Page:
The Rhodesian Ridgeback is wheaten in colour, with light to red shades commonly found. A dark mask is often present around the face, and small patches of white are permissible on the paws and chest. The ridge is the foremost physical characteristic of the breed, formed by forward-pointing hair running in a line up to 5 cm wide from just behind the shoulders to the hip prominences. Two whorls or ‘crowns’ should be present at the forward end of the ridge, and should not extend more than one-third the total ridge length.
Ridgebacks have a calm, dignified facial expression when relaxed, with multiple frown- or worry-lines appearing around the eyes and forehead when aroused. The crown of the head is broad, level, and well-muscled, leading to a moderately pronounced ‘stop’ between the eyes. The ears are broad-based, triangular in shape, and tend to be carried close to the head. The muzzle is long, broad, and clearly powerful, and the breed’s lips should give no sign of a droop. The nose is usually black, but other colours such as brown are sometimes seen.
The Rhodesian Ridgeback’s body is a study in strength with powerful muscling evident in the shoulders, back, and rump. The neck and back are broad and long, and the tail is carried level, although with a slight upward curl in the lower half. The limbs are well-boned, and the toes on the compact paws are arched. While deep-chested, the Ridgeback should not have a ‘barrel’ chest.
Males should weigh around 36 kg (79 lb), and stand 63–69 cm (25–27 inches) at the withers. Females are usually slightly less imposing, at 61–66 cm (24–26 inches), and weighing around 32 kg (71 lb).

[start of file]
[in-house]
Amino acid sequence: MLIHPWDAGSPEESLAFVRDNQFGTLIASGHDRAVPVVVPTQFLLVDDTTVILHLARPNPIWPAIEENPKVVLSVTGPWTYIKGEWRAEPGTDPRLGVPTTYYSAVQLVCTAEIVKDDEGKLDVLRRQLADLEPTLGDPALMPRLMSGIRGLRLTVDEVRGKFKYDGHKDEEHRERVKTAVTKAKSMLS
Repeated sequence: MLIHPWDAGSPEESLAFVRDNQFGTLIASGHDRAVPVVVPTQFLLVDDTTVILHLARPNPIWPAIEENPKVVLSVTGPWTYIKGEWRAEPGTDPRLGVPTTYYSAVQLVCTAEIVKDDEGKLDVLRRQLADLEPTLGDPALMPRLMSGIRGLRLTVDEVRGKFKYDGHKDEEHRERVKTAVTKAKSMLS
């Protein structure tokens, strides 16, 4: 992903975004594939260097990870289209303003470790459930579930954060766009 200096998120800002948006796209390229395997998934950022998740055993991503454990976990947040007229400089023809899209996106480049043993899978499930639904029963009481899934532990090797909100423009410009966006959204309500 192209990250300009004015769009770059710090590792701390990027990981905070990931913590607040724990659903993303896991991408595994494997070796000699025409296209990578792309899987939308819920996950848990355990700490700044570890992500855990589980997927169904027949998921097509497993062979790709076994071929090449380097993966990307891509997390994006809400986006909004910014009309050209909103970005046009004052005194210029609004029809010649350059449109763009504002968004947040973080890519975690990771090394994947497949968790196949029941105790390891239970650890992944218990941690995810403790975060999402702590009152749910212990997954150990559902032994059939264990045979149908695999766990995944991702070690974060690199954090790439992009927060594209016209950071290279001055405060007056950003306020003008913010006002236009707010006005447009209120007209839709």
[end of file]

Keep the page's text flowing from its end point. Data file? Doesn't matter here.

Character & Temperament
The Rhodesian Ridgeback tends to be reserved, and is often described as ‘aloof’. This is a very intelligent breed which benefits from stimulation in the form of exercise and training. With intelligence comes stubbornness, and it is important that owners are firm, and set clear expectations in terms of behaviour. Ridgeback puppies are delightfully boisterous and endearingly clumsy, but they generally mature into quiet adults. While they are tremendously loyal and affectionate, some would not recommend them for small children, due to their sheer size and power, particularly in their young and exuberant phase.
As might be expected from a dog renowned as a hunter of lions, the Ridgeback is an exceptionally courageous dog. Their instinctive loyalty to family, coupled with their suspicion of strangers, mean that most Ridgebacks are great guard dogs. This instinct must be tempered to some degree in young Ridgebacks by socialising them intensively with unfamiliar people, in order to prevent any problems with aggressive behaviour.
As hunting dogs, they should not be left unsupervised with small pets, and should be kept in a securely enclosed space when unattended outdoors. Male Rhodesian Ridgebacks may have a tendency to act aggressively towards other dogs in order to establish dominance.